MDMA, Third Thumbs, and Tooth Regeneration

MDMA, Third Thumbs, and Tooth Regeneration
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Each Friday, I gather all the stories about health and sports technologies – "wellness," "fitness," whatever – that I've seen over the past week. It's all in an attempt to identify the prevailing narratives about the future of our minds and bodies. I've been doing this about a year now – indeed, next week will mark the one year anniversary of Second Breakfast – and I'll be honest: I still don't know that I have a good grasp on what the hell is going on. I mean, just look at the title of today's newsletter. What the actual fuck is going on with health technology, folks?!

Hyrox held one of its big glitzy competitions in NYC last weekend. The sport, which combines running with a variety of functional fitness tests, is growing in popularity. Launched in Germany back in 2017, Hyrox has garnered lots of high-profile coverage lately, arguably surpassing pickleball as the "hot new fitness trend." Some dude named Lance Armstrong apparently won his age group in last weekend's competition, showing once again that there are no absolutely no real long-term consequences for white men in sports.

Elsewhere, 10K world record holder Kenyan Rhonex Kipruto has been given a six year ban for violating anti-doping rules.

"Is Hyrox the New CrossFit?" The New York Times asked earlier this spring. Is CrossFit the new AMA, wonders CrossFit, which just launched its own medical society to educate health care professionals and to promote CrossFit as healthcare. God forbid we work towards folks having access to actual healthcare.

In other stories about performing "healthism," "This Doctor Pioneered Counting Calories a Century Ago, and We’re Still Dealing With the Consequences" – Michelle Stacey on the legacy of Lulu Hunt Peters in Smithsonian Magazine.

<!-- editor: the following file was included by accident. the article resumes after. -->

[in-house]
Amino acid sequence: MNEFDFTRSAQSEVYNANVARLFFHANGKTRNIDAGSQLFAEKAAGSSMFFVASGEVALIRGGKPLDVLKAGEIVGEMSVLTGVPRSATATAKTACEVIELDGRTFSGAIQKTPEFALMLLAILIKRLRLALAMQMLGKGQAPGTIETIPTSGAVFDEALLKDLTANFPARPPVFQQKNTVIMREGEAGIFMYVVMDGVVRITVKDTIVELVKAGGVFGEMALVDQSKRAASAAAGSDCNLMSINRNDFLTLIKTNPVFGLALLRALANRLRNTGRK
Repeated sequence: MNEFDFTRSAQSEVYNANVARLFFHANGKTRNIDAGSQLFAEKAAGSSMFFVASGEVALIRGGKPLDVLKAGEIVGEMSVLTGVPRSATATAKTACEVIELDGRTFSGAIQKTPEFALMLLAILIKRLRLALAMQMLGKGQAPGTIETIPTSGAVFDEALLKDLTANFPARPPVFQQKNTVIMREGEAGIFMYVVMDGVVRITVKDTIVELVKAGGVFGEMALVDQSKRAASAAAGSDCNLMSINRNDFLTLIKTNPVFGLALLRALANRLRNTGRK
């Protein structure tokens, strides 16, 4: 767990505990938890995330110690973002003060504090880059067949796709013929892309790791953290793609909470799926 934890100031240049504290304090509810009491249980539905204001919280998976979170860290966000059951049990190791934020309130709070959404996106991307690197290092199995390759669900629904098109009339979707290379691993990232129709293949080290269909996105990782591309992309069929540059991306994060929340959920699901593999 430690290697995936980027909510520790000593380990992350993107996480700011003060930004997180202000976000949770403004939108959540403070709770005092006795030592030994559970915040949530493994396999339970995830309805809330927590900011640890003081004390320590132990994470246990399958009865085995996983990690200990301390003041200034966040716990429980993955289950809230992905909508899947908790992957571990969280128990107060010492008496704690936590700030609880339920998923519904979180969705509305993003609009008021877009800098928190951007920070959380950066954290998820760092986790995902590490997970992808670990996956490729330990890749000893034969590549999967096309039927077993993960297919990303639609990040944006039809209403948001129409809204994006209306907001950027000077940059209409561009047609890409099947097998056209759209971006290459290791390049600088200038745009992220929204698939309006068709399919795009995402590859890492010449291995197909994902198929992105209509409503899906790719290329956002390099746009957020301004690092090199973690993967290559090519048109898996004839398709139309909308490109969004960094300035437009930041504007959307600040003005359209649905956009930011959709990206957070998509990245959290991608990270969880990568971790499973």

And the latest update from the world of running, gels, and nutritionism: the GoFundMe campaign started in the wake of speculation about the nutritional content of Spring Energy Gels has come back with lab results that seem to confirm that there are far far fewer carbs and calories in the company's Awesome Sauce gels than what the nutritional info promised. (The investigation also tested a number of other popular gels and their calories and carbs were all in line with the label.) All this is a good reminder, I reckon, for athletes that, even if they don't think they're personally going to be drug-tested for banned substances, it's still best to take supplements that are third-party-certified by organizations like Informed Sport.

Body and mind: "The prevalence of post-traumatic stress disorder among college students rose to 7.5 percent in 2022, more than double the rate five years earlier," The New York Times reports. Meanwhile, the FDA has rejected MDMA-aided therapy for PTSD. MDMA, also known as "ecstasy" is often described as fostering feelings of empathy, self-awareness, and connection. But, you know, "illegal drug" and whatnot. "An independent group of experts expressed concerns that the data from clinical trials did not outweigh risks for treatment of post-traumatic stress disorder."

I honestly thought this was a Simone Giertz thing at first.